Community structure and species abundances may be strongly correlated to patterns of forest cover, although such patterns are poorly known for tropical dry-forest birds, especially for those in Panamanian dry forests. Birds were distance-sampled during point counts in five dry-forest fragments in Panama. Distance from point count to forest edge and forest coverage at three spatial scales (500, 1000 and 2000-m radius) were compared as covariate predictors of the abundance of avian species and guilds. Each covariate was selected in at least two models of species or guild abundance. Abundance patterns were consistent with previously reported habitat associations for only two of seven open-habitat or forest-preferring species that showed forest cover-abundance relationships. Null models best described the abundance of all forest species and the subset of uncommon forest species. Thus many of these species appear insensitive to the forest-cover gradients studied. Total abundance of open-habitat-preferring species increased in dry forests with increasing forest coverage within 500 m, suggesting that the relationship between their abundance and vegetation structure are spatial-scale and habitat dependent. Nectarivores had lower abundance as forest cover within 1000 m increased, supporting previous claims that this group is tolerant of forest edges.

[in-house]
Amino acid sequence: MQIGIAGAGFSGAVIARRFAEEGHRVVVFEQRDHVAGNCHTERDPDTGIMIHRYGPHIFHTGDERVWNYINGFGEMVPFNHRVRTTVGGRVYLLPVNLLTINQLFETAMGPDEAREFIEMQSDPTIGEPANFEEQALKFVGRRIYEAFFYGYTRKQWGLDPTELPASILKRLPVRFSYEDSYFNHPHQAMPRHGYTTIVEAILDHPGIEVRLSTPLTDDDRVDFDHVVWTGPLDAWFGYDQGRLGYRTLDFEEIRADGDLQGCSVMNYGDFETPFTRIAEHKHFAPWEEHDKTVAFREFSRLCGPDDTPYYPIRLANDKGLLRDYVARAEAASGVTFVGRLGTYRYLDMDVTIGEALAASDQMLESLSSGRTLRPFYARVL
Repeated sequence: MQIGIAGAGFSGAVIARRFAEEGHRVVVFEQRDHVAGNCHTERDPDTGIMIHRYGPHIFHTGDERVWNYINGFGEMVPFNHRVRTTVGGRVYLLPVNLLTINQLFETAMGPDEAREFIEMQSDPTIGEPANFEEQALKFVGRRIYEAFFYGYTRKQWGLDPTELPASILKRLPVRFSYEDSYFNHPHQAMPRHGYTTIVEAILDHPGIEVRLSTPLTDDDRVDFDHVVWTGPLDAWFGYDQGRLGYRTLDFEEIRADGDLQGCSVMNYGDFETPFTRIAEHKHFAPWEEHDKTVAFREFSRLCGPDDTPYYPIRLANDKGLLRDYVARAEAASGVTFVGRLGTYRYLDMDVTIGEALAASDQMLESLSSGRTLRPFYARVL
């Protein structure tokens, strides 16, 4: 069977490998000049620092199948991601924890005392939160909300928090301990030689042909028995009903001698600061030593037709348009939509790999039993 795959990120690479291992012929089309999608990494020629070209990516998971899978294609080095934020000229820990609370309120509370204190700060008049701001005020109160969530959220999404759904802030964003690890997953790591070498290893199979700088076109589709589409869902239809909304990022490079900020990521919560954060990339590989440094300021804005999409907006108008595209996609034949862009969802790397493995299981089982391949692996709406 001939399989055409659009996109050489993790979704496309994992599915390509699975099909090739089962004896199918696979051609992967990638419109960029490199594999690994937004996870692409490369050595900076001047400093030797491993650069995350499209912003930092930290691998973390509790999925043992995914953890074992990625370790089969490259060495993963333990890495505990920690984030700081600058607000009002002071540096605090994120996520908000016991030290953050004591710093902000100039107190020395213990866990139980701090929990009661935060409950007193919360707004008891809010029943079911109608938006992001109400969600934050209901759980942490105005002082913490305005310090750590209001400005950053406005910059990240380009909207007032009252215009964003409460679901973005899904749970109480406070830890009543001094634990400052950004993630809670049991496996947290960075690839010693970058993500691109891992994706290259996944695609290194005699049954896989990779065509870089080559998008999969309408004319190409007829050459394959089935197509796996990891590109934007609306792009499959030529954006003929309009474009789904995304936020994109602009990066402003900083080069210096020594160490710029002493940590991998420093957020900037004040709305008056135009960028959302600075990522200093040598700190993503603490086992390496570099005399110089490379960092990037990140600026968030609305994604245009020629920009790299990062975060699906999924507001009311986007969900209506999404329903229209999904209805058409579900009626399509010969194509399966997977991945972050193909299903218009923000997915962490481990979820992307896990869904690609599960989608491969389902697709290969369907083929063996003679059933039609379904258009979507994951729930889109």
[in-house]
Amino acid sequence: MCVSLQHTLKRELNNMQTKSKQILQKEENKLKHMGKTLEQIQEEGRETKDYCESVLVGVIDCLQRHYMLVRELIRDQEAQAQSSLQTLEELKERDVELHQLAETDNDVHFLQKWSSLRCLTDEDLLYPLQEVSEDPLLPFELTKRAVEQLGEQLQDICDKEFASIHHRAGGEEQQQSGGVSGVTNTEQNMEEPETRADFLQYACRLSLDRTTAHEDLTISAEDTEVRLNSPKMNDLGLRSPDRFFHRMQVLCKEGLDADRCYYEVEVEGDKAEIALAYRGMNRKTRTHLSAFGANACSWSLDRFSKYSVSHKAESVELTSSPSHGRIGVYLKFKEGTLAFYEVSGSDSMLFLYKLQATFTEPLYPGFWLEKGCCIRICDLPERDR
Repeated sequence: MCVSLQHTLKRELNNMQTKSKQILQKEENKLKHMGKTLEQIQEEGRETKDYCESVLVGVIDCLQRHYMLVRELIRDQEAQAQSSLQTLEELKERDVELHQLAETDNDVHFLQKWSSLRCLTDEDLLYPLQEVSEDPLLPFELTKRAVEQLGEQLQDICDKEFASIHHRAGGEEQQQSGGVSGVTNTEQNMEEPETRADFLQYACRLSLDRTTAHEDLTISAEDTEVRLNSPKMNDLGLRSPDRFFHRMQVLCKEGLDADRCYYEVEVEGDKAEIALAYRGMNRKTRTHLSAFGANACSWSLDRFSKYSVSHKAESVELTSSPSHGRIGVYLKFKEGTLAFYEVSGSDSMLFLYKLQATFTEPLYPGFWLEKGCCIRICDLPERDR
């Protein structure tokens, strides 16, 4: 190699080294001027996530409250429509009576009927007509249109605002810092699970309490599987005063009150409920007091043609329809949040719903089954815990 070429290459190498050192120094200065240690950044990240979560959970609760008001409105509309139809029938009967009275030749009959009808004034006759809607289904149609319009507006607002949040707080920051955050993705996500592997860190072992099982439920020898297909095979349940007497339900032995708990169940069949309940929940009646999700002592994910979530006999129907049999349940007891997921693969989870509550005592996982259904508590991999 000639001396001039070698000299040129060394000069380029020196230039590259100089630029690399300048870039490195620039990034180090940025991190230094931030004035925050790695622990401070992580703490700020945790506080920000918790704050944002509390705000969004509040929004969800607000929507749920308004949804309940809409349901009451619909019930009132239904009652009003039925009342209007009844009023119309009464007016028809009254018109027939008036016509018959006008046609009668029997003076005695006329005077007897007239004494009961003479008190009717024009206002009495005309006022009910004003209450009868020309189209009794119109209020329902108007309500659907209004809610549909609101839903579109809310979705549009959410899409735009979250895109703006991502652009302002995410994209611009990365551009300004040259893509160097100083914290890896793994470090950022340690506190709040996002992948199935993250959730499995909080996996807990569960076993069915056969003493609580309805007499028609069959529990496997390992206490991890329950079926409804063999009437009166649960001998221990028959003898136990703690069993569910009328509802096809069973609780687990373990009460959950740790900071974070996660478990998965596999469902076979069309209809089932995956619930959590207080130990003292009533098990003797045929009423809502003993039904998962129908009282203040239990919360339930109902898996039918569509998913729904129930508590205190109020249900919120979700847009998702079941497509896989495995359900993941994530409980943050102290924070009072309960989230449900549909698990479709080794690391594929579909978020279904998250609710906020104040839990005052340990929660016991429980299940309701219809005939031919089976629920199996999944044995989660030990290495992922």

All Science Journal Classification (ASJC) codes
- Ecology, Evolution, Behavior and Systematics